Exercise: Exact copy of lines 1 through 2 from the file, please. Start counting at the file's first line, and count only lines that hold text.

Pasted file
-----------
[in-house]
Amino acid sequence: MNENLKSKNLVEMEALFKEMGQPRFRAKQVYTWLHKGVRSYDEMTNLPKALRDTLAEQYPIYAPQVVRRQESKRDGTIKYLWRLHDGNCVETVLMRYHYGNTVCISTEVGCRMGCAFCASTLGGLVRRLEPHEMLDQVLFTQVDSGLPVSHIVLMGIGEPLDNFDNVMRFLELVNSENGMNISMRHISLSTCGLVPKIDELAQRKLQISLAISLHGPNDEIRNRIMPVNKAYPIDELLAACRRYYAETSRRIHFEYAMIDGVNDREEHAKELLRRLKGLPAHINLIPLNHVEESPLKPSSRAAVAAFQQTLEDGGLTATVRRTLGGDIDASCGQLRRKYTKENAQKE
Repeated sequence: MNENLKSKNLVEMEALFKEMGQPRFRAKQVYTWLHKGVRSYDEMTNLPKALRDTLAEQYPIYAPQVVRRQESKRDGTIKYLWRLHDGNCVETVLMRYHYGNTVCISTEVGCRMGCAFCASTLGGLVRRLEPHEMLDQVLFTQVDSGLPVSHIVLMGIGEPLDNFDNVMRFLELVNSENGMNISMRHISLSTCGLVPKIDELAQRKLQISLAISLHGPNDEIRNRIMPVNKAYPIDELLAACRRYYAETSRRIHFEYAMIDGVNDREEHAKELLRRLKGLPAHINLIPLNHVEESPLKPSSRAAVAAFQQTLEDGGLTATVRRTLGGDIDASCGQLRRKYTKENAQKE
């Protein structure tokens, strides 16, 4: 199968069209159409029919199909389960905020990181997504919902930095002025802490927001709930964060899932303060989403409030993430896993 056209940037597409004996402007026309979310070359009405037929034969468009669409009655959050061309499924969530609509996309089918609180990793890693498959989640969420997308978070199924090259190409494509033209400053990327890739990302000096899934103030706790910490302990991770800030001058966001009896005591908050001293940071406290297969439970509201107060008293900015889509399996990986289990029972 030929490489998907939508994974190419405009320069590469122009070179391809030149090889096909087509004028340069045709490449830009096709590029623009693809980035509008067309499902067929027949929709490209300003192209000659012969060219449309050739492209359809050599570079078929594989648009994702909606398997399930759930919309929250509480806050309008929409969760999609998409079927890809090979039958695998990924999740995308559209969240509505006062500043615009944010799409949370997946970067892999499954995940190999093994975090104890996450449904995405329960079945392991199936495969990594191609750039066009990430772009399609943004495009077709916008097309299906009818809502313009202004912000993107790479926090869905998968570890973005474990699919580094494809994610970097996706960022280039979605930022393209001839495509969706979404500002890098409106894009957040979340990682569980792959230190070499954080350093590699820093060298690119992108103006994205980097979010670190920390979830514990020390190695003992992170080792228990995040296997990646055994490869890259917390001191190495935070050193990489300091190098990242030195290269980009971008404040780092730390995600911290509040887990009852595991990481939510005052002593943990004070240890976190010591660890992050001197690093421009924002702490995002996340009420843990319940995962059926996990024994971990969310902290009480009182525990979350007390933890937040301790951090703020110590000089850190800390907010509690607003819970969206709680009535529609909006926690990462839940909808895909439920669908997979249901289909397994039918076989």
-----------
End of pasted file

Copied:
[in-house]
Amino acid sequence: MNENLKSKNLVEMEALFKEMGQPRFRAKQVYTWLHKGVRSYDEMTNLPKALRDTLAEQYPIYAPQVVRRQESKRDGTIKYLWRLHDGNCVETVLMRYHYGNTVCISTEVGCRMGCAFCASTLGGLVRRLEPHEMLDQVLFTQVDSGLPVSHIVLMGIGEPLDNFDNVMRFLELVNSENGMNISMRHISLSTCGLVPKIDELAQRKLQISLAISLHGPNDEIRNRIMPVNKAYPIDELLAACRRYYAETSRRIHFEYAMIDGVNDREEHAKELLRRLKGLPAHINLIPLNHVEESPLKPSSRAAVAAFQQTLEDGGLTATVRRTLGGDIDASCGQLRRKYTKENAQKE